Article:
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Pot Shots: Weed May be Legal, But These Grows Aren’t

In Culture
State and federal officials have budgeted millions of dollars to eradicate illegal pot farms on public lands.  Photo by Canna Obscura, via Shutterstock

State and federal officials have budgeted millions of dollars to eradicate illegal pot farms on public lands. Photo by Canna Obscura, via Shutterstock

Like a bad cop buddy film from the ’80s, an unusual set of circumstances has forced U.S. and state officials, who spent years fighting over the legality of the Golden State’s booming pot market, to team up and fight an unlikely shared enemy: pot farmers. As California leaves its Wild West weed days in the dust, a number of illegal marijuana grows continue to pop up on public land, and to combat the, er, growing problem, U.S. and state officials announced plans last week to use $2.5 million in federal dollars to help eradicate the problem plants.

California Attorney General Xavier Becerra, who has vowed before to defend the state’s marijuana laws, called those wreaking devastation on natural resources “a public safety risk to all of us” at a press conference. “You’ve got to make it so crime doesn’t pay,” he said.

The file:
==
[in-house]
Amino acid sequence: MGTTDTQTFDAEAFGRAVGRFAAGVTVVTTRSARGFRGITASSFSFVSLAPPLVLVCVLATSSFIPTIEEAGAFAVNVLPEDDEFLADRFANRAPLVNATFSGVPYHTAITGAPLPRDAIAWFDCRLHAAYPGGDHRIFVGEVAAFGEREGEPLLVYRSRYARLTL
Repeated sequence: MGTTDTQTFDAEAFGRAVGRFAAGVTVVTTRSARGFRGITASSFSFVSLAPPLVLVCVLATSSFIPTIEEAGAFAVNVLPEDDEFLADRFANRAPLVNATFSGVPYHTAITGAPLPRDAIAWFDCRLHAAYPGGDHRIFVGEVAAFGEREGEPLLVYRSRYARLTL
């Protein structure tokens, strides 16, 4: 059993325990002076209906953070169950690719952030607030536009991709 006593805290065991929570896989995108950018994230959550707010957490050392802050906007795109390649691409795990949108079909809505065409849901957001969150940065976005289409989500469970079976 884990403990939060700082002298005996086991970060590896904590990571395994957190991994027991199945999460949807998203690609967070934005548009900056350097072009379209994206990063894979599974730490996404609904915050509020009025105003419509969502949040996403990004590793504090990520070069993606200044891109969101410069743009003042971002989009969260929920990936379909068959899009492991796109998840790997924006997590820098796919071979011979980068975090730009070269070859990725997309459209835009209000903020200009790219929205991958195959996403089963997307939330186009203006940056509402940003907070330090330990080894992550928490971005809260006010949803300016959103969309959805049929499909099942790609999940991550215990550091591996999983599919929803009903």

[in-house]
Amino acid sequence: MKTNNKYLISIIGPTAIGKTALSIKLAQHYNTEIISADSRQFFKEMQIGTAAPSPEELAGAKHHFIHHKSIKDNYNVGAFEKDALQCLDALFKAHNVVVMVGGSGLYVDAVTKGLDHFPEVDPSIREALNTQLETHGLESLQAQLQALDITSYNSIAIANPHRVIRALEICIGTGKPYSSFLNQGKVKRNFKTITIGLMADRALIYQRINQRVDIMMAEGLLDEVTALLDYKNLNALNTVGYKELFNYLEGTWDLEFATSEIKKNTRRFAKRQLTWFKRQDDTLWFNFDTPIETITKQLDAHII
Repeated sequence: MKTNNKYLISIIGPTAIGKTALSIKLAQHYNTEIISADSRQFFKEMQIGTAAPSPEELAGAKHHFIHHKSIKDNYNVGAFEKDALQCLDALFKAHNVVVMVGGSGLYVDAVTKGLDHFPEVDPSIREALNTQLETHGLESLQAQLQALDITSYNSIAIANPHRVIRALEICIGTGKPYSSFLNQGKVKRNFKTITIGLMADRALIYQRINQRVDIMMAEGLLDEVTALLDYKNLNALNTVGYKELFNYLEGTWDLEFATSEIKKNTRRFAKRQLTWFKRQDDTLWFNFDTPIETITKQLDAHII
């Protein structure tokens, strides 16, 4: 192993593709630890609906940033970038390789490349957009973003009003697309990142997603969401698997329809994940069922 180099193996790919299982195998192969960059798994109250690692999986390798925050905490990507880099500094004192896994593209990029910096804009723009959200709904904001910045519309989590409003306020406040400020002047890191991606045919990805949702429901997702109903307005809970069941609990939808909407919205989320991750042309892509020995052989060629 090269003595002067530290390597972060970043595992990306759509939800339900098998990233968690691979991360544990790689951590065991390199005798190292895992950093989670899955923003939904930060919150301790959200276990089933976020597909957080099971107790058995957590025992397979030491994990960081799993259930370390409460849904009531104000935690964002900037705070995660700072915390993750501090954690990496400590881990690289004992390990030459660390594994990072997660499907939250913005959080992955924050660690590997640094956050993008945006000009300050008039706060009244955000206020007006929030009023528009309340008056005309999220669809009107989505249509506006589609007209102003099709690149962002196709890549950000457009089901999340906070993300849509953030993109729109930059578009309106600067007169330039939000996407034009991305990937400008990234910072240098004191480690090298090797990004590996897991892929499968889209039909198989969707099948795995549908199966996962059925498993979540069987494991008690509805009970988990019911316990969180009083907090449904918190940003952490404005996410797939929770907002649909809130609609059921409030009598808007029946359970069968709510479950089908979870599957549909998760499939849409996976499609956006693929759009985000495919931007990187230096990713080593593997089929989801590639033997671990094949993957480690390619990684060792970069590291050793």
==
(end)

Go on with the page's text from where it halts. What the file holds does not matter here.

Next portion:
The increased grow operations are attributed mostly to Mexican drug cartels, which sell their harvest in states where pot is still outlawed. For those who missed/skipped/ditched DARE sessions in school, marijuana is still illegal under federal law, but the Trump administration has made it clear that fighting illegal grows will be a higher priority than targeting the legal recreational market.

“The reality of the situation is there is so much black market marijuana in California that we could use all of our resources going after just the black market and never get there,” U.S. Attorney McGregor Scott said, adding that the focus is still on “what have been historically our federal law enforcement priorities: interstate trafficking, organized crime and the federal public lands.”

Illicit cultivation comes at a cost to both taxpayers and the environment, such as trees being cut down to make room for pot plants and natural waterways that are polluted by toxic pesticides. More than half of the state’s water supply runs through national forests, and about 40 percent of water samples taken downstream from illegal grows were contaminated, according to the Integral Ecology Research Center.

One highly toxic pesticide, Carbofuran, stands out among the chemicals found at grows and is banned in the U.S. for its lethal potency. Just a quarter teaspoon of concentrate can kill a 300-pound bear. Its effectiveness makes it widely used by cartels, and traces of it were found last year in 72 percent of the grow sites examined by researchers, a 15 percent increase from 2012.

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